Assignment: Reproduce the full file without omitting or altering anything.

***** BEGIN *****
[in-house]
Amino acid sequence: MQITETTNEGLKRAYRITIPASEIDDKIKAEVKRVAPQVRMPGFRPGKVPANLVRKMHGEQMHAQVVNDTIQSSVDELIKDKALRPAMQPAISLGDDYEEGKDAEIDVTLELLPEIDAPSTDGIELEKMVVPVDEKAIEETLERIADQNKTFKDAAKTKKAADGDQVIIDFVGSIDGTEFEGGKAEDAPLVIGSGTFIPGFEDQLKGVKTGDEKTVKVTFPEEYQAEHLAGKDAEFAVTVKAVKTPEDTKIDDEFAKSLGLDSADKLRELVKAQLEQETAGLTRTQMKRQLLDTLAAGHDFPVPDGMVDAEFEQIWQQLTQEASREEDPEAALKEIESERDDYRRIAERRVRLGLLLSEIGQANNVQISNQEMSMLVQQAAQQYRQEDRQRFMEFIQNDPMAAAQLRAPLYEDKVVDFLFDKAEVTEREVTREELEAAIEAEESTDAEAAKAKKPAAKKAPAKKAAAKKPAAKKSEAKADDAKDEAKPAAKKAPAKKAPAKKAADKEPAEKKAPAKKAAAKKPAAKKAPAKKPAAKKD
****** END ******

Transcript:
[in-house]
Amino acid sequence: MQITETTNEGLKRAYRITIPASEIDDKIKAEVKRVAPQVRMPGFRPGKVPANLVRKMHGEQMHAQVVNDTIQSSVDELIKDKALRPAMQPAISLGDDYEEGKDAEIDVTLELLPEIDAPSTDGIELEKMVVPVDEKAIEETLERIADQNKTFKDAAKTKKAADGDQVIIDFVGSIDGTEFEGGKAEDAPLVIGSGTFIPGFEDQLKGVKTGDEKTVKVTFPEEYQAEHLAGKDAEFAVTVKAVKTPEDTKIDDEFAKSLGLDSADKLRELVKAQLEQETAGLTRTQMKRQLLDTLAAGHDFPVPDGMVDAEFEQIWQQLTQEASREEDPEAALKEIESERDDYRRIAERRVRLGLLLSEIGQANNVQISNQEMSMLVQQAAQQYRQEDRQRFMEFIQNDPMAAAQLRAPLYEDKVVDFLFDKAEVTEREVTREELEAAIEAEESTDAEAAKAKKPAAKKAPAKKAAAKKPAAKKSEAKADDAKDEAKPAAKKAPAKKAPAKKAADKEPAEKKAPAKKAAAKKPAAKKAPAKKPAAKKD